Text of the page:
GAMSAT is more about reasoning and logical understanding of materials presented to you in the test rather than a test-based on complicated pre-learned information. In the first section of GAMSAT you’ll find multiple choice-based questions set from excerpts, from various literary works, as well as graphic presentations of a current situation. This second type is usually an editorial cartoon that you are expected to understand, analyse and answer questions on.
Even if they’re don’t immediately produce in you profound hilarity at the topics that they poke fun at, the editorial cartoons present a commentary on society and show a position on ongoing issues of interest. The most important thing about editorial cartoons is the analogy they present to the reader. Take, for example the following cartoon:
Even if the source of this cartoon is Benjamin Franklin’s call to the American colonies to unite against the British, the essence of the cartoon is still valid today. These cartoons are essentially timeless as they present issues that, while pertinent to their times, also have relevance to modern times. With this cartoon in particular, if you understand the cartoon carefully, it represents a call to unite or perish, and in the present view of the world as well as domestic crises, this comes across as a very potent representation.
So what tools does a cartoonist use to convey his ideas? Below you will find all that a cartoonist uses to ensure that his opinion and perspective of the situation gets across to the reader:
- Symbols: Symbols are commonly used pictures that are meant to represent an accepted idea or group. For example a dove represents peace and a rose might be used to represent untouched beauty.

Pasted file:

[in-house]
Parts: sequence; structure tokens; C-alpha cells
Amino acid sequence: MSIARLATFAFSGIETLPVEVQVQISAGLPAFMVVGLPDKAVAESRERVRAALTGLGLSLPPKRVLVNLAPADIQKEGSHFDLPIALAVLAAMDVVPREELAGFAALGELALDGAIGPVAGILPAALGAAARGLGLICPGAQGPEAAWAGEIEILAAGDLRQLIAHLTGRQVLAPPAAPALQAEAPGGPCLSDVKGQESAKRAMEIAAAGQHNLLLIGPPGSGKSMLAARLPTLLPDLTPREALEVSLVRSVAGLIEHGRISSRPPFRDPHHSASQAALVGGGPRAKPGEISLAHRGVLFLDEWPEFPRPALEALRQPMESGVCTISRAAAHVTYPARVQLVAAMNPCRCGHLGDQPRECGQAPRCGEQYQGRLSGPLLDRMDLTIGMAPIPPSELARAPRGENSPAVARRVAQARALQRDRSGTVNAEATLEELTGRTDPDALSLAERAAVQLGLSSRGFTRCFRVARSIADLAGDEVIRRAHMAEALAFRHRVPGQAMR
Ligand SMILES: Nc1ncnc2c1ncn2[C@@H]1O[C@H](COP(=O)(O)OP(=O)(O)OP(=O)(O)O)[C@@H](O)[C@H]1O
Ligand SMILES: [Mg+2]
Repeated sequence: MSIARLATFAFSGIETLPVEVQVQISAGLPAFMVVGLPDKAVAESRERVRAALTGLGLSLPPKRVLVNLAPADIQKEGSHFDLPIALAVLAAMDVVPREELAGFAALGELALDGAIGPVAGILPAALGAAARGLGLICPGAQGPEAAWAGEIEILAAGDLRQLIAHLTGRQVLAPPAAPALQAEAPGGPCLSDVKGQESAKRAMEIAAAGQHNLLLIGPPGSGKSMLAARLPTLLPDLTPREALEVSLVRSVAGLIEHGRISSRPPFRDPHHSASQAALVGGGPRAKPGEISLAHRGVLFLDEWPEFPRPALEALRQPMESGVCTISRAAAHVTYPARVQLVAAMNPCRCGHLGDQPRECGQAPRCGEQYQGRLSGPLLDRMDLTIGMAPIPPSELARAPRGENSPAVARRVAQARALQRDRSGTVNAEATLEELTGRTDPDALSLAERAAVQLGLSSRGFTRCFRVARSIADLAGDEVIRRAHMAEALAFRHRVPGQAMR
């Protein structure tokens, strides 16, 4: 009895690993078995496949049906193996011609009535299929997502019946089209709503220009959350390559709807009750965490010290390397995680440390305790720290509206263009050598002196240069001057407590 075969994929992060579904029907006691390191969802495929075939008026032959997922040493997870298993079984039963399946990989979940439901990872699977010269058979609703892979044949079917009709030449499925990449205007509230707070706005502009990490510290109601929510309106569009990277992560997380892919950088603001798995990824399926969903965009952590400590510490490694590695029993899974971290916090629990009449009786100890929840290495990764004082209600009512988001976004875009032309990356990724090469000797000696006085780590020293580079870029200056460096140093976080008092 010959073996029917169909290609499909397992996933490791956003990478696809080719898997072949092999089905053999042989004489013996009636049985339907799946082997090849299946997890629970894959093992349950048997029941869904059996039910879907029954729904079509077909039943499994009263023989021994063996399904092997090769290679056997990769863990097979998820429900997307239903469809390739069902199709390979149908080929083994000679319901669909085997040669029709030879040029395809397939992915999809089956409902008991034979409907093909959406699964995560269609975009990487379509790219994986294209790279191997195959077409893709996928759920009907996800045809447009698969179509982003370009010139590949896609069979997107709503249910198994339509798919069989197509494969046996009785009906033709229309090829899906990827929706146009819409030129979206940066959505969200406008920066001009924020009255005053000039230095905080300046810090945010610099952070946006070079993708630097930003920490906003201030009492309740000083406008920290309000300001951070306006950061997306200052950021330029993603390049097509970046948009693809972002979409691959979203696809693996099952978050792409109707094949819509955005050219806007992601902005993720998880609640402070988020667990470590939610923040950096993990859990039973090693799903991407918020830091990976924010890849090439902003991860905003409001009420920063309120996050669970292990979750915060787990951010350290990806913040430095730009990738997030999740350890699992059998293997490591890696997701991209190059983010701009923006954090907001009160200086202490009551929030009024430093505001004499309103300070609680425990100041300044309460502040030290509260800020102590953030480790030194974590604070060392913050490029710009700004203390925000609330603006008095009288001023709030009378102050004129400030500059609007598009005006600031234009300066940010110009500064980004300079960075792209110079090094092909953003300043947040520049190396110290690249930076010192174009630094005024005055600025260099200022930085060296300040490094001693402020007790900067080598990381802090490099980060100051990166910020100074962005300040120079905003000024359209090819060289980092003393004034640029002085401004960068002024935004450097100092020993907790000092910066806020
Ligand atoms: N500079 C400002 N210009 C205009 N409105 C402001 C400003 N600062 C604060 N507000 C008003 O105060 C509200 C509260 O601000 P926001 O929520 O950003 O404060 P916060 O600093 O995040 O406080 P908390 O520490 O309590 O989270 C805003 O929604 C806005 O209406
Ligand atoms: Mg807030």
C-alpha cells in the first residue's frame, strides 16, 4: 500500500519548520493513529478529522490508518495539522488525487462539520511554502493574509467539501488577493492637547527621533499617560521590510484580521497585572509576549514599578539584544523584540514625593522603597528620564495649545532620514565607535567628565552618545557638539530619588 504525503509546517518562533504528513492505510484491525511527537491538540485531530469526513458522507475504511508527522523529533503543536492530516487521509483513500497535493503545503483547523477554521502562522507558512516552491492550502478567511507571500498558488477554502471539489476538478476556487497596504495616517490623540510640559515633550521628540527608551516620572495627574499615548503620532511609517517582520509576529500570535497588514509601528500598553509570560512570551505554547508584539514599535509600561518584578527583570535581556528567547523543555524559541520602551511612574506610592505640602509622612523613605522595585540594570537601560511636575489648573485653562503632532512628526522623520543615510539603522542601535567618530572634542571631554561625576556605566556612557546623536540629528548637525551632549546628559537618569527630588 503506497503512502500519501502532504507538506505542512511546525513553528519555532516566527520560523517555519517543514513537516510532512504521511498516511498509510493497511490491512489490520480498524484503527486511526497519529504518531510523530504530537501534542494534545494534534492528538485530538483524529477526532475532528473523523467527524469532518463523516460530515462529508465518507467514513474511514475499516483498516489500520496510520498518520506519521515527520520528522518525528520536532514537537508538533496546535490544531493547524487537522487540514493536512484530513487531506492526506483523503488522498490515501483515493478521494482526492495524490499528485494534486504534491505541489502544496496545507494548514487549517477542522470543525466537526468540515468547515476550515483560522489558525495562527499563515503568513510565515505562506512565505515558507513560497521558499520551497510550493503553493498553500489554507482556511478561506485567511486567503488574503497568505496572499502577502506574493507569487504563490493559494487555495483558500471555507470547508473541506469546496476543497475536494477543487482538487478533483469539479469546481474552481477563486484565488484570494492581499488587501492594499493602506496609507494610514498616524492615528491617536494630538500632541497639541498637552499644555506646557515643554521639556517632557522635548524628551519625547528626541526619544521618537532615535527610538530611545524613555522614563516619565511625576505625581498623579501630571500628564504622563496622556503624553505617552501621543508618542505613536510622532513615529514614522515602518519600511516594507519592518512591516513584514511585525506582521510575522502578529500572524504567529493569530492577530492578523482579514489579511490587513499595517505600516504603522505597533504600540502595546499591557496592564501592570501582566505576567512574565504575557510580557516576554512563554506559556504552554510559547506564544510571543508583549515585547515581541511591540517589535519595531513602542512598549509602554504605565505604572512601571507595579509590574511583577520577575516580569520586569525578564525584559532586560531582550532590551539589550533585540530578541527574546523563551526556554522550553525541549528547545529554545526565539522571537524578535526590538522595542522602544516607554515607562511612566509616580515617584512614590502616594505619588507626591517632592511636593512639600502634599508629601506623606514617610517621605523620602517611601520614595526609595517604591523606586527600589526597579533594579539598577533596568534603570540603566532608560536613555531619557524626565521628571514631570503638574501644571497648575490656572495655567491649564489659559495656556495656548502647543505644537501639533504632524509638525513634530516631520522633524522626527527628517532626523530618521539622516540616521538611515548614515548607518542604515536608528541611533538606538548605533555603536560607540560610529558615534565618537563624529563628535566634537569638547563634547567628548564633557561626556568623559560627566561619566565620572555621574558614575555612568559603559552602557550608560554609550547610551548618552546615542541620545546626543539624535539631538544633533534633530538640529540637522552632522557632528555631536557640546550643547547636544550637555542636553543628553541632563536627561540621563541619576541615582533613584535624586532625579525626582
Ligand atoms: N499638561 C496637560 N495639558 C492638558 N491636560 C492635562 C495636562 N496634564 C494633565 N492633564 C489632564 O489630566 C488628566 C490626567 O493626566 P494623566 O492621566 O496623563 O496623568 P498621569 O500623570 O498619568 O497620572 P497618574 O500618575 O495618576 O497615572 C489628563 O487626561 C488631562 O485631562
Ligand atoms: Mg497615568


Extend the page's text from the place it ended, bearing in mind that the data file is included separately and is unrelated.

- Caricatures: Caricatures are exaggerated drawings of people that are usually used to make a point about the people concerned.
- Stereotypes: Stereotypes are styles of representing people or a group that bring to the reader’s mind an accepted idea or prejudice. This could be in the form of the glib lawyer, the disorganized scientist or the dumbfounded common man.
- Analogies: These are perhaps the most common and the most important ways to represent a comparison. Cartoonists often use analogies to compare a current situation to a nursery rhyme, fairytale, book or historic event.
Take the following cartoon for example:
The first question you may be tempted to ask is “What is the cartoon about?” On a primary viewing you see that this is a barber shop and the barber asks if the man on the chair wants to get rid of the beard. Understand carefully now, and note the use of the word “liberated”. Is the word used to mean anything specific? Why does the cartoonist use this word and not another word like “shave” or “remove”? Also take note that there are others waiting in the shop and one of them reads a newspaper. What does the newspaper say? These cartoons are actually very information dense and are littered with clues.
Since GAMSAT is a test of how well you relate information, you are expected to understand this is post-Taliban Afghanistan (note that the shop is called “Kabul” Razors & Shears). So this must be around the time when Taliban fighters were shaving off their beards and trying to escape the Pakistani army offensive, disguised as ordinary men.
Understanding such an analogy may not always be easy. This is why our advice to you is to read newspapers everyday and try to understand the editorial cartoons as part of your GAMSAT preparations. You may also go online and analyse cartoons that often come with answer keys.